A: No. Sowing and reaping does not necessarily have to be the same. It would be unfortunate if giving to God in this life only gave us rewards in this life and not in Heaven. The rewards Christians will receive in Heaven make any rewards in this life on earth look very small. It is sad that many only see a relationship with God in terms of what they see in this life on earth. See 1001 Bible Questions Answered p.107-108 for more info.
Q: In 2 Cor 9:6-11, what should be our motivations for giving?
A: First it should be out of love and gratitude to God. Second, it should also be a concern and love for others. We are commanded to do our duty and give, but it is not to be under compulsion. We should have pleasure in giving because we know that it pleases God. One Christian, who was fairly well off, decided to live on 10% and give the 90% to God.
On the other hand, I once heard of a small that that, since everyone was supposed to give 10%, they just deducted 10% from the pastorís salary. This missed the point completely, since there was no voluntary give on his part, an so no opportunity to obey.
See The Expositorís Bible Commentary vol.10 p.376 for more info.
Q: In 2 Cor 9:8, how does God make all good/grace abound to the Corinthians and to us?
A: There is no bottleneck on Godís part of God giving everything we need in this life. God may not always give us all we desire, but if we lack what we need, the fault is not Godís but manís. We should make sure we are living up to our responsibility God gave us to help others have what they need.
Q: In 2 Cor 9:13 (KJV), what does "whiles by the experiment of this ministration", mean?
A: The King James Version expression is better translated "By the ministry of this [your] service", "While through the proof of this [your] ministry" (NKJV), or "Because of the service by which you have proved yourselves" (NIV), or "Through the evidence of this service" (NET Bible). (Square brackets not in the translations.)
Q: In 2 Cor 9:15, how this gift is unspeakable or indescribable, since could Paul talk about it so much?
A: A lifetime on earth is not long enough for Paul, or anybody else, to fully and exhaustively describe the magnitude of what God did for us when Jesus died on the cross. But we can try. As Christians, we want to spend our lifetimes "thanking God for His indescribable gift".
Q: In 2 Cor 9:15, was Paulís appeal successful?
A: Apparently so. The Epistle to the Romans was written about five months after 2 Corinthians. Paul speaks very approvingly of the gift of the churches in Macedonia and Achaia in Romans 15:26-28. Thessalonica and Philippi were in Macedonia, and Corinth was the major city in Achaia. See The Expositorís Bible Commentary vol.10 p.378 for more info.
Q: In 2 Cor 10:1-12, do you think Paul needed to defend his ministry here? Was Paul merely "defensive" or was he "offensive" too?
A: One might think that if someone did not need to defend himself from challenge, that would be Paul. However, even Paul suffered from false accusations. While it might seem awkward that Paul would change to this subject, there was not really any better place to say this. Paul was both defensive, defending himself, and offensive in that he questioned why these other "super-apostles", (a name of ridicule), felt that had the authority to say that he was not to be listened to. See The Bible Knowledge Commentary : New Testament p.576-577 for more info.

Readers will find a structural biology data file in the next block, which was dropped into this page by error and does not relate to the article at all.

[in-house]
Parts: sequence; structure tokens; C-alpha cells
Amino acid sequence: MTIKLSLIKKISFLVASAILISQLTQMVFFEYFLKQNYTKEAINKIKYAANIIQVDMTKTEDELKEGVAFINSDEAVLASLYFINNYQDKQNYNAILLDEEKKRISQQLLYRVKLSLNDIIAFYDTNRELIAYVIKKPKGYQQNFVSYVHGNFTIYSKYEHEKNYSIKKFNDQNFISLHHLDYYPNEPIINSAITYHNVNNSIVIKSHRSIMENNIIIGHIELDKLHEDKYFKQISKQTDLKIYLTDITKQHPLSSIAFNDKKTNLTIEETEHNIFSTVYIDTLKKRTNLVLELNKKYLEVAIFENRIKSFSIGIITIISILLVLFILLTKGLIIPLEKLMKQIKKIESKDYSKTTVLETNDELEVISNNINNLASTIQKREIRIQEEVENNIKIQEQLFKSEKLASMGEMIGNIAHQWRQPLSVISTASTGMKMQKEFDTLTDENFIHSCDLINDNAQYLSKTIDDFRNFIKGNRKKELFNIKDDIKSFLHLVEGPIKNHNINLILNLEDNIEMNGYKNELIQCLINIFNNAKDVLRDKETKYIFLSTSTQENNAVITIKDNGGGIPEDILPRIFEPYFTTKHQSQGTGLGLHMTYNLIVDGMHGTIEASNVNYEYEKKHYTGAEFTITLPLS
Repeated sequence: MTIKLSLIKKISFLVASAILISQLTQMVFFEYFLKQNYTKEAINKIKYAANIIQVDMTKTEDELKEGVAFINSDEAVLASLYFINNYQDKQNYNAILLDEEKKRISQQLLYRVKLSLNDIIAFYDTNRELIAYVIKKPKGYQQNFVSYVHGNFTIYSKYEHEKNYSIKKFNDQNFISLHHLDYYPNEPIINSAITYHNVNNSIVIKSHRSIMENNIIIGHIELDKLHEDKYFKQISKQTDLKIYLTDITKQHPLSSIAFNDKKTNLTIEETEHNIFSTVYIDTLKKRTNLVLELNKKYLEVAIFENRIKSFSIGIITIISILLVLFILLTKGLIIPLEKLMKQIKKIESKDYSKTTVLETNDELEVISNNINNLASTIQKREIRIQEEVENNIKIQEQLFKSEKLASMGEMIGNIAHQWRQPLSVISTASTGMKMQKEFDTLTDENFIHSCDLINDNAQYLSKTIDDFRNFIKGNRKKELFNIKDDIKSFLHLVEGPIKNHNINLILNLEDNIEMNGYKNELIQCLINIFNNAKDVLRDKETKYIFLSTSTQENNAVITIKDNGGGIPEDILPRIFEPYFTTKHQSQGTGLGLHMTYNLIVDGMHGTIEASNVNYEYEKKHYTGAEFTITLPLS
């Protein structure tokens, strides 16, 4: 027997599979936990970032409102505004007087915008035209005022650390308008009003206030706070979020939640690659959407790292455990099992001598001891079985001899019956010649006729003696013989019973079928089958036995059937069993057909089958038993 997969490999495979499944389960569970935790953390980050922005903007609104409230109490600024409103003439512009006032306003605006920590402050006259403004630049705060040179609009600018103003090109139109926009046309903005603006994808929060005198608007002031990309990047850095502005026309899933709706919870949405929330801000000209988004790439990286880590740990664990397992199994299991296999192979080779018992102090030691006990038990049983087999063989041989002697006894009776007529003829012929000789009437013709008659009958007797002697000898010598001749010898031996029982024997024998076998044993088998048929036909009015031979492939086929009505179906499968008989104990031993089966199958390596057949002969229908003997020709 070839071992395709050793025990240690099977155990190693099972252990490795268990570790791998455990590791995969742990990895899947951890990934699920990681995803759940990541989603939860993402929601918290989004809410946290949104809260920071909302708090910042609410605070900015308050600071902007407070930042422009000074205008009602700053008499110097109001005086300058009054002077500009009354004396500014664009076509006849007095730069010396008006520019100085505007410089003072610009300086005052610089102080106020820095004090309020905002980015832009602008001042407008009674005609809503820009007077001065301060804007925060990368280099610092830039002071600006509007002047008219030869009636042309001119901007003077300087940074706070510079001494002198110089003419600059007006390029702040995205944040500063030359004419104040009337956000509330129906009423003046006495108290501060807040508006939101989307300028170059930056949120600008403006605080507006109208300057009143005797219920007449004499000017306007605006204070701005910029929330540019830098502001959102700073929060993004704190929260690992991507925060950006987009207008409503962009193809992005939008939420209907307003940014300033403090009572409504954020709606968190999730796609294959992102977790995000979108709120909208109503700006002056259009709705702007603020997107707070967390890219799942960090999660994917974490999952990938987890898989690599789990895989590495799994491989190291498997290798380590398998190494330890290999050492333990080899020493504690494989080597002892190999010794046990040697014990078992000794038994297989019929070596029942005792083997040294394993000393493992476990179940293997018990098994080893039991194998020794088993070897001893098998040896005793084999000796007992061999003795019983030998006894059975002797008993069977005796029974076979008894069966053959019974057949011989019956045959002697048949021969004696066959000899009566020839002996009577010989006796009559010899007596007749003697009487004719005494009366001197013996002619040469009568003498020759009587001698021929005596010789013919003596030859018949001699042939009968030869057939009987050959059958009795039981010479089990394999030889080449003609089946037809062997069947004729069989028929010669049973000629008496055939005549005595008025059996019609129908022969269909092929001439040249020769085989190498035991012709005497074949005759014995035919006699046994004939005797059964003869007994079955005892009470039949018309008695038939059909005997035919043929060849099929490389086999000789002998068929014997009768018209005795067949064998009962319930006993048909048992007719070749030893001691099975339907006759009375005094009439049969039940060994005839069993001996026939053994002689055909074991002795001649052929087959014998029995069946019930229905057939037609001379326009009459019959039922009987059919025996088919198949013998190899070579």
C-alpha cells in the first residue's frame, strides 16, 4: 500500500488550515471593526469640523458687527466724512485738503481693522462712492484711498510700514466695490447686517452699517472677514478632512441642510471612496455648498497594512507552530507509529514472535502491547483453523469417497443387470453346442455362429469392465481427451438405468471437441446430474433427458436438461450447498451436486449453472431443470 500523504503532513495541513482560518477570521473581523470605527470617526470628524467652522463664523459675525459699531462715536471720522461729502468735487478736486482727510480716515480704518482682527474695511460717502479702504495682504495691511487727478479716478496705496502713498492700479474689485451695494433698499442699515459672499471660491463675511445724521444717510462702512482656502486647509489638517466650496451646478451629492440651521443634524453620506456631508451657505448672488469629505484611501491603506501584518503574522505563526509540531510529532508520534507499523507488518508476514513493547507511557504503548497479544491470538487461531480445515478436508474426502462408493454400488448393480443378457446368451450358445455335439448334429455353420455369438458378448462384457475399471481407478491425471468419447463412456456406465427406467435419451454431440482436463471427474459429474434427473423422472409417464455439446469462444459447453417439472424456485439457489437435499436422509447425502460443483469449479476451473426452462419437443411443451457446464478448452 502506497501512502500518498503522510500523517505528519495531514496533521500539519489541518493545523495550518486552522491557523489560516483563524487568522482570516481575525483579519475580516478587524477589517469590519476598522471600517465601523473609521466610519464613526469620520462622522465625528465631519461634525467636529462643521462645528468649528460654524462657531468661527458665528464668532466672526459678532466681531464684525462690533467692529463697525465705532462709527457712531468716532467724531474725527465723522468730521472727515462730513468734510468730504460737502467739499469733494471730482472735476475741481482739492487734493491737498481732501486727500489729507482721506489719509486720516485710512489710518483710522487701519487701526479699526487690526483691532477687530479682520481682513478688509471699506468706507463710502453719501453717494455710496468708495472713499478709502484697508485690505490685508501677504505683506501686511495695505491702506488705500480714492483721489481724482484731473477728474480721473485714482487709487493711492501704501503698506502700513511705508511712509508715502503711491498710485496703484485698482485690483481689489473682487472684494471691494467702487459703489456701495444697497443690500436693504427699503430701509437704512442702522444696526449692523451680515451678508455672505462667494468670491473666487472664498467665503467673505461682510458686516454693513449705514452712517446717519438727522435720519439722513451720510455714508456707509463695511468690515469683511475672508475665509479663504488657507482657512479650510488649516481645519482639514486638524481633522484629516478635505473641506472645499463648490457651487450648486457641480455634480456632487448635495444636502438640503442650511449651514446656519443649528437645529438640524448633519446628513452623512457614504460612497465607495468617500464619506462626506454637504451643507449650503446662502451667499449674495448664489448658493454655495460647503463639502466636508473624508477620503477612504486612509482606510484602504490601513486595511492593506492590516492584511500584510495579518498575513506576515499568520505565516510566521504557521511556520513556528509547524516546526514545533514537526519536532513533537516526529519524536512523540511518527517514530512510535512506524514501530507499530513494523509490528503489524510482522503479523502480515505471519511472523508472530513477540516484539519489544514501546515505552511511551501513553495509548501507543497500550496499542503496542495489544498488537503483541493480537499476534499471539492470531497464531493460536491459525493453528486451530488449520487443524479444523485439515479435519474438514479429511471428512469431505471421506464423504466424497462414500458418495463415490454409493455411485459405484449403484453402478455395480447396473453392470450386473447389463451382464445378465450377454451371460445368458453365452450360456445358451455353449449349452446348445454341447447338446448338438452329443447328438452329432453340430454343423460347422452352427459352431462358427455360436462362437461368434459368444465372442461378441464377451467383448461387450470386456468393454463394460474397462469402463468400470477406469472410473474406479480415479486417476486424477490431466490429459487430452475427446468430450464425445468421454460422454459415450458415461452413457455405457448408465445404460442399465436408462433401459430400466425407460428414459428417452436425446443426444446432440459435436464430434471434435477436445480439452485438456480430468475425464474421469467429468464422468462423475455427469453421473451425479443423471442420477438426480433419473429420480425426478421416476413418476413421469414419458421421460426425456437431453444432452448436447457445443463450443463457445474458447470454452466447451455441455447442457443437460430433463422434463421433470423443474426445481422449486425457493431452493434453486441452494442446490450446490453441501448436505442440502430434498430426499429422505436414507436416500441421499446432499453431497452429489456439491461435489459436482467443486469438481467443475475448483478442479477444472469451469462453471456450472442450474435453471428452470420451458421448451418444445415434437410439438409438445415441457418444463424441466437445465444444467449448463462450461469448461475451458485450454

Q: In 2 Cor 10:8-11, when should we be "bold" in our authority, and risk being thought of as a jerk, vs. being "meek" and risk being thought of as weak and powerless?
A: Some people confuse meekness with weakness. Just because Paul was gentle and meek, does not mean he could not assert the authority of an apostle. For example, when Elymas the sorcerer opposed him on Cyprus, Paul told him that God would strike him with blindness, and God did in Acts 13:8-10. Romans 14:10-13,15 teaches we are to be gentle with "weaker brethren". Yet also Romans 14:16 says we are not to allow what is good to be spoken of as evil.
Two main differences between boldness and arrogance are that with arrogance you want the spotlight, and with arrogance you think yourself better than the other people. But apart from that, boldness that is good can be just as loud and strident as arrogance.
See The Expositorís Bible Commentary vol.10 p.383 for more info.
Q: In 2 Cor 10:12, how are we not to compare ourself with ourself, since we are to do so in Gal 6:4-5?
A: 2 Corinthians 10:12 criticizes one who compares himself with himself. If you just compare yourself with yourself, then I suppose you will always be in first place! Galatians 6:4-5 says we are not to compare ourselves with others, and we are to test our own actions, but it does not say to compare yourself with yourself.
Q: In 2 Cor 10:13-15, since Paul never boasted except in the cross in Gal 6:14, what was Paul doing here and in 2 Cor 11:18-12:6?
A: Four points to consider in the answer.
1. 2 Corinthians 10:13-15 says Paul would not boast beyond his proper sphere.
2. While it was in Paulís proper sphere (not ours) to establish his own credentials as an apostle, Paul was reluctant to do so, as 2 Corinthians 12:11 shows.
3. In 2 Corinthians 11:18-12:6, Paul was objectively telling the Corinthians about a particular man. If you read carefully, you can tell that the man is Paul himself.
4. Paul was probably reluctant to do so, because by establishing his credentials by this way, some could see in that an example for them to boast, if Paul had not also written 2 Corinthians 10:17-18.
Q: In 2 Cor 10:13-15, when should we highlight what we have done, and when should we not?